How do you create a program for use in the United States and in Germany—and maybe Korea and Norway too? Well, if you’re using Java as your development language, you’ll be happy to know that internationalization and localization have been planned for. Armed with the right tools, creating such an app might be less daunting than you think.
The term internationalization (a.k.a. globalization) can be defined as building or modifying an application to prepare it for use in other countries or cultures. You also may have come across the term I18N, which refers to the number of letters (18) between the I and the N in the word internationalization. Similarly, localization (which you may see referred to as L10N) refers to the process of making an application suitable for a particular geographic location, country, or culture.
It helps to think of the terms in this manner: If internationalization is the process of making an application generic, localization is the process of making it specific.
The character set
Java code is represented in Unicode, an international character set standard that uses 16-bit encoding and assigns a unique number for every character, including all major scripts and symbols. The platform uses codes defined by the International Standards Organization: code ISO-369 for the local language, with a lowercase two-letter code, and ISO-3166 for the country code, with an uppercase two-letter code.
How do you do it?
There are many factors to consider when building a culturally and geographically neutral application. For example, how do you effectively display numbers, currencies, dates, times, text, and sort orders of strings, along with the entire user interface? One of the most important aspects of creating a global application is to avoid hard-coding any locale-specific data or text.
The process of internationalizing/localizing an application includes these steps:
- Identifying and separating culture- and geographic-specific code, content, and design
- Developing a set of classes describing specific information (such as fields) for each locale (Extend the class ResourceBundle when feasible to simplify the translation process.)
- Developing your ResourceBundle files as you build the application
- Loading the bundles into an object array
- Generating a single translation file using the object array
- Translating the file into the proper language (see note below)
- Conducting QA on translation effort
- Saving the file in the resource directory for the locale
A note on translation
Often, text translation is the most time-intensive and costly part of localizing a project. It requires significant effort to simply translate all text and text strings. Not only must you find a reliable translator who is proficient in a language, he or she should have a technical background and be familiar with technical style guides for the locale that are equivalent to the quality your own. Furthermore, the translator must have a good background in locale-specific user interface requirements.
Even if you consider using content translation tools such as GlobalNET or ETranslate, you still must check for context correctness. (Think of it as using spell-checker: It might help you spell an entirely incorrect word properly, but the word you chose would still be incorrect, and your document could go out into the world saying something humiliating, offensive, or just plain ridiculous.)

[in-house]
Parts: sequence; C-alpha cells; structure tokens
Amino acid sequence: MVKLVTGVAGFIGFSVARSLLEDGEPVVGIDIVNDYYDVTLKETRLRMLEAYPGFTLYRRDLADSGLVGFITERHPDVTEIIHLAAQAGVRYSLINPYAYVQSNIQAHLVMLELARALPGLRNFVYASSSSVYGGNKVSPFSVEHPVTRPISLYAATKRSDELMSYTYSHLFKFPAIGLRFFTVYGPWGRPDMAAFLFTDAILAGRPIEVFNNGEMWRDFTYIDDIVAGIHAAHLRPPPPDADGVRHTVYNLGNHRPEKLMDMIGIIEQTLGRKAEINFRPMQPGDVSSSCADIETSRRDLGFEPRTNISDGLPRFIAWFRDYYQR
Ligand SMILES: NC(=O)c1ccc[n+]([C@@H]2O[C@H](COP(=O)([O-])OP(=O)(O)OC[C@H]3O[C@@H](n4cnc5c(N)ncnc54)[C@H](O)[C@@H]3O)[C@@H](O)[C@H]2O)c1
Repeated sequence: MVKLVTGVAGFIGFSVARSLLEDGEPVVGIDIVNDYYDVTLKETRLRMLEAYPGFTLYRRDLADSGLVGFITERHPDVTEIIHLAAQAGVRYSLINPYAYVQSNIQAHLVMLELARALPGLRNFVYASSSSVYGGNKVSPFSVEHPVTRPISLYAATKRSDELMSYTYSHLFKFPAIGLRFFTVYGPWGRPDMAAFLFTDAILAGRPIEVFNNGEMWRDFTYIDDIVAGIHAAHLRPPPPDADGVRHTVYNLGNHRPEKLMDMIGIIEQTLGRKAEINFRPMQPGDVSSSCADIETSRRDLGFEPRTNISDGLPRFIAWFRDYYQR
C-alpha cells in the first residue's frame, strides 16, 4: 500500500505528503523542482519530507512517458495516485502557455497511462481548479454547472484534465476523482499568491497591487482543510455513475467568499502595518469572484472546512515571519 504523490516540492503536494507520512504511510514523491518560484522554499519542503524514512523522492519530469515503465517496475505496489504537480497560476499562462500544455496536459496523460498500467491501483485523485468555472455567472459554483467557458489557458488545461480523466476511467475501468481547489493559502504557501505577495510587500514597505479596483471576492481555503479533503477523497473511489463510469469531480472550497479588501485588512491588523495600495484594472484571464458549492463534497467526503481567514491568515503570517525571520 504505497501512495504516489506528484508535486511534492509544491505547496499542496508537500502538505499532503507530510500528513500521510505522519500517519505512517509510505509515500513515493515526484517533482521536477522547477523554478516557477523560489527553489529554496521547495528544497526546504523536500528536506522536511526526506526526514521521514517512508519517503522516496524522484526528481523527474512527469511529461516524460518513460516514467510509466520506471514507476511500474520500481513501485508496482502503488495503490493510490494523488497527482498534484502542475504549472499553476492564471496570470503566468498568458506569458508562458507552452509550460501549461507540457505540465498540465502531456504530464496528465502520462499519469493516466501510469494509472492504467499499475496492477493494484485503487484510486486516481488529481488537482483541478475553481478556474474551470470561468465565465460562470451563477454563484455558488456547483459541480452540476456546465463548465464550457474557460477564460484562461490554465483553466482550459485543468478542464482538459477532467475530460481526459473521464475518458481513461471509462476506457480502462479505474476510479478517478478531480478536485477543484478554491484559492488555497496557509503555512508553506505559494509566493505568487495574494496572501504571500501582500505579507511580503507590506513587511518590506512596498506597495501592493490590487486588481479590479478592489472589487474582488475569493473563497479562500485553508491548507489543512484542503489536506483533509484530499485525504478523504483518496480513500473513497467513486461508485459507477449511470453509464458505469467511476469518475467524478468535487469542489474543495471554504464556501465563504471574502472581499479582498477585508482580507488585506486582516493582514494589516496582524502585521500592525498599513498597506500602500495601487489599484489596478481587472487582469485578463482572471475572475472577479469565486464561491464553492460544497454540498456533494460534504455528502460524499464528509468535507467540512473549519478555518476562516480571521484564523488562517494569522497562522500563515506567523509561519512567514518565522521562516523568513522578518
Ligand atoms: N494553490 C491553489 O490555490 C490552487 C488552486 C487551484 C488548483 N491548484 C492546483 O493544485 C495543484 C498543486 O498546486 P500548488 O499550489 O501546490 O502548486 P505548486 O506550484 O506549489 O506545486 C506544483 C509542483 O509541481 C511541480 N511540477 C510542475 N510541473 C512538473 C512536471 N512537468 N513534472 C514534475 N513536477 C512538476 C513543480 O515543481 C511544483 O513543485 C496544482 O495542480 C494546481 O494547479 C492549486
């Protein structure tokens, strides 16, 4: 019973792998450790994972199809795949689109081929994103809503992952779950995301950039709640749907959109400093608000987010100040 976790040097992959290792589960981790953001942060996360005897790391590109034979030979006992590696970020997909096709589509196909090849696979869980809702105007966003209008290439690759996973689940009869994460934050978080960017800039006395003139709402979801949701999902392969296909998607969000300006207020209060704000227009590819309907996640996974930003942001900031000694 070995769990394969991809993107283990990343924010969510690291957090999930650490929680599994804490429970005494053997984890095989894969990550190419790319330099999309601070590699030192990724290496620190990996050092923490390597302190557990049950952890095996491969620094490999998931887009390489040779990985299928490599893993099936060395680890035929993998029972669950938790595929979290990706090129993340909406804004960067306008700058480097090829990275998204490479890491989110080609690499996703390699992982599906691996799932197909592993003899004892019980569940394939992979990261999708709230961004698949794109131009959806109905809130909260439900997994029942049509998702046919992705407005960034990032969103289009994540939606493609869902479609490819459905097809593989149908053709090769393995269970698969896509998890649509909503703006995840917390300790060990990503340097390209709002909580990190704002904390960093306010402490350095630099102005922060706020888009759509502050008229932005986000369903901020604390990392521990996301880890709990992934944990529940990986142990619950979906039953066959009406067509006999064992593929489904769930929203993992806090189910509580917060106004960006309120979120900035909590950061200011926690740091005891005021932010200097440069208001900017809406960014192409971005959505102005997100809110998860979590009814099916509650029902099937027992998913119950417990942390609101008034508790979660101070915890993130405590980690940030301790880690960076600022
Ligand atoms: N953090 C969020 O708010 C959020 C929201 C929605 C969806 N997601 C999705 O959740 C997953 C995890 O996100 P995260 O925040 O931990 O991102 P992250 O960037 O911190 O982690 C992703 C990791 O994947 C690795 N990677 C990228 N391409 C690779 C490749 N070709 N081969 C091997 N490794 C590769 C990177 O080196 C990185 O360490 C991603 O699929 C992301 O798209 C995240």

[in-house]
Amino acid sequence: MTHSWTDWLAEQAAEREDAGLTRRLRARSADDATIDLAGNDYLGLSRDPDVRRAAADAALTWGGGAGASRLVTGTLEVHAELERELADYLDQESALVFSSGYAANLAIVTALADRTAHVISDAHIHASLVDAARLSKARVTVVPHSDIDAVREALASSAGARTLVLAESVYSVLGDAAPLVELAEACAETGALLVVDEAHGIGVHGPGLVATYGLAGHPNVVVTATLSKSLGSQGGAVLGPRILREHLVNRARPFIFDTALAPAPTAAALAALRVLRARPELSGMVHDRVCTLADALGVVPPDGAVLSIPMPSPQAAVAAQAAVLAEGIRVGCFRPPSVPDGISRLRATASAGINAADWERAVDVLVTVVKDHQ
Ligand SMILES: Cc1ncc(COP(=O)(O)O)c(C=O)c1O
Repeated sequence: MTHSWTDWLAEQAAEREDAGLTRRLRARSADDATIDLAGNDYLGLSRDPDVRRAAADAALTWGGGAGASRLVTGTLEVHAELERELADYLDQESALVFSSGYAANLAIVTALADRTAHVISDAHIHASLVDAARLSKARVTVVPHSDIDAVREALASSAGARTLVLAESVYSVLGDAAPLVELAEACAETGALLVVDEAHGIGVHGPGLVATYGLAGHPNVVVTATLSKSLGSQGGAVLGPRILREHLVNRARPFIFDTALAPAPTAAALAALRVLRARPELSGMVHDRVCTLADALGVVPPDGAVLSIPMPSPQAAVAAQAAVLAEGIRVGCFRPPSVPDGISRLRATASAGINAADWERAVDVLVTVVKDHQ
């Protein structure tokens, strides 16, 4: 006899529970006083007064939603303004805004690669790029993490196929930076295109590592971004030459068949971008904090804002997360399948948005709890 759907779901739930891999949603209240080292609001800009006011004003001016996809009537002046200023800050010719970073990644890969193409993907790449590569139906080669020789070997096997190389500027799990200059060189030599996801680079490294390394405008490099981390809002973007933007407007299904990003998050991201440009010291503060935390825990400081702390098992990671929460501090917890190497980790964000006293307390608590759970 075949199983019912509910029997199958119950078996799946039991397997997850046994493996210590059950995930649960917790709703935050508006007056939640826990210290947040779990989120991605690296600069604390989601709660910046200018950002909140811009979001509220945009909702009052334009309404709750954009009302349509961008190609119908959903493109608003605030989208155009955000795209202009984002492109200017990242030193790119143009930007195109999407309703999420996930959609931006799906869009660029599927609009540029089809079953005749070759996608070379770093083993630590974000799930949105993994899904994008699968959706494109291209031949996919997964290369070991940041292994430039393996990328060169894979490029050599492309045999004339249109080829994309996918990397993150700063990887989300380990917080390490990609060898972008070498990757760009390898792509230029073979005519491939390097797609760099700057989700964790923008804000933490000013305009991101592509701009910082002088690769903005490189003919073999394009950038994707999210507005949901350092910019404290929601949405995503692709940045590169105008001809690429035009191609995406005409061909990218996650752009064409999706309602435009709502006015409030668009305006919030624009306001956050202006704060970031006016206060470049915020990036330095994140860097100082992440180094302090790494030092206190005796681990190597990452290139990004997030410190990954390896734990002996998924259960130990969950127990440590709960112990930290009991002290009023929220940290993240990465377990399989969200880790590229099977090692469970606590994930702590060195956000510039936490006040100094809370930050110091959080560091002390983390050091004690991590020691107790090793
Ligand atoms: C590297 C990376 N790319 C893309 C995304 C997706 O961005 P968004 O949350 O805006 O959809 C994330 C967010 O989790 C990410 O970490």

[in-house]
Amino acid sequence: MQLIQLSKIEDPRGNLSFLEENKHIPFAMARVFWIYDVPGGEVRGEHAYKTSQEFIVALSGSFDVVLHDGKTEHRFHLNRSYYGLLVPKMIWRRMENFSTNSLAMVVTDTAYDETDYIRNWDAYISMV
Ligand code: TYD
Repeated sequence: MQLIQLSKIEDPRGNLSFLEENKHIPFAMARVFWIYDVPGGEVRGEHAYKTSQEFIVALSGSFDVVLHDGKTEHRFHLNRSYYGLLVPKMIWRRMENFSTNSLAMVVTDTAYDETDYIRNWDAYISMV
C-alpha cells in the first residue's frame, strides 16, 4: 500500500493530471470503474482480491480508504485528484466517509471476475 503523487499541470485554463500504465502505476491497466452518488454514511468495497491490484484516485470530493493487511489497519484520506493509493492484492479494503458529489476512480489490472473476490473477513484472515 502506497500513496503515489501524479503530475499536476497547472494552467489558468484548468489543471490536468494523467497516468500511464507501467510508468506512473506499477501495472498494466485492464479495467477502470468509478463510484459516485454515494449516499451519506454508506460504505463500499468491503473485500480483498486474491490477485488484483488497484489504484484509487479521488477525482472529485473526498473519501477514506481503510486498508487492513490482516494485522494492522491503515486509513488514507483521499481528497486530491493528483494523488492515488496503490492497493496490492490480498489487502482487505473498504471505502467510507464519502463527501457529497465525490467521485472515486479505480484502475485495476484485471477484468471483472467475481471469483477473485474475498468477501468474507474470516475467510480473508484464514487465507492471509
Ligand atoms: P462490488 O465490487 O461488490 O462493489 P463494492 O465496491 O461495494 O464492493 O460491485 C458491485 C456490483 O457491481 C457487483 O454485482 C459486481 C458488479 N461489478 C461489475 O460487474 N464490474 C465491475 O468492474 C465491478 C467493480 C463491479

According to Sun, “All locale-sensitive classes must be able to access resources customized for the locales they support. To aid in the process of localization, it helps to have these resources grouped together by locale and separated from the locale-neutral parts of the program.”
In Java, the process of localizing is made simpler with the use of the locale class. A locale is an identifier for a combined language and geographic area. Locales serve as requests for certain deliverables from another object. A UK locale passed to a Measurement object requests that the measurement is delivered in metrics; the US locale would return U.S. customary symbols.
The Java Development Kit 1.1 predefines a number of locale objects:
JDK has also defined language locales that specify language without location:
Resources for your I18N and L10N efforts
Here are some resources you may find valuable if you’re deploying an application globally:
- Essentials of the Java Programming Language:
Lesson 12: Internationalization
- Essentials of the Java Programming Language, Part 2
Lesson 6: Internationalization
- Java Internationalization/Localization Toolkit II (JavaI18n/L10n Toolkit 2.0)
- JDK 1.1 Internationalization overview
- Supported locales list
- java.lang package specification
- Java Internationalization Tutorial
- Best Practices: Internationalizing a Web Site, Part 1
- Best Practices: Internationalizing a Web Site, Part 2
For Information on Unicode
Factors to consider on the GUI front include size of buttons and fields, colors, text, and context. Additionally, if your application front end is presented via a browser, you will need to ensure that country-specific browsers display information correctly and that fonts are properly dealt with.
Now you are ready
When planning to develop a Java application, at your disposal is a great set of resources and tools to build your application for the global market. Done correctly, you stand to save time and frustration and are more likely to see cost savings with each added localization effort over the lifetime of the application.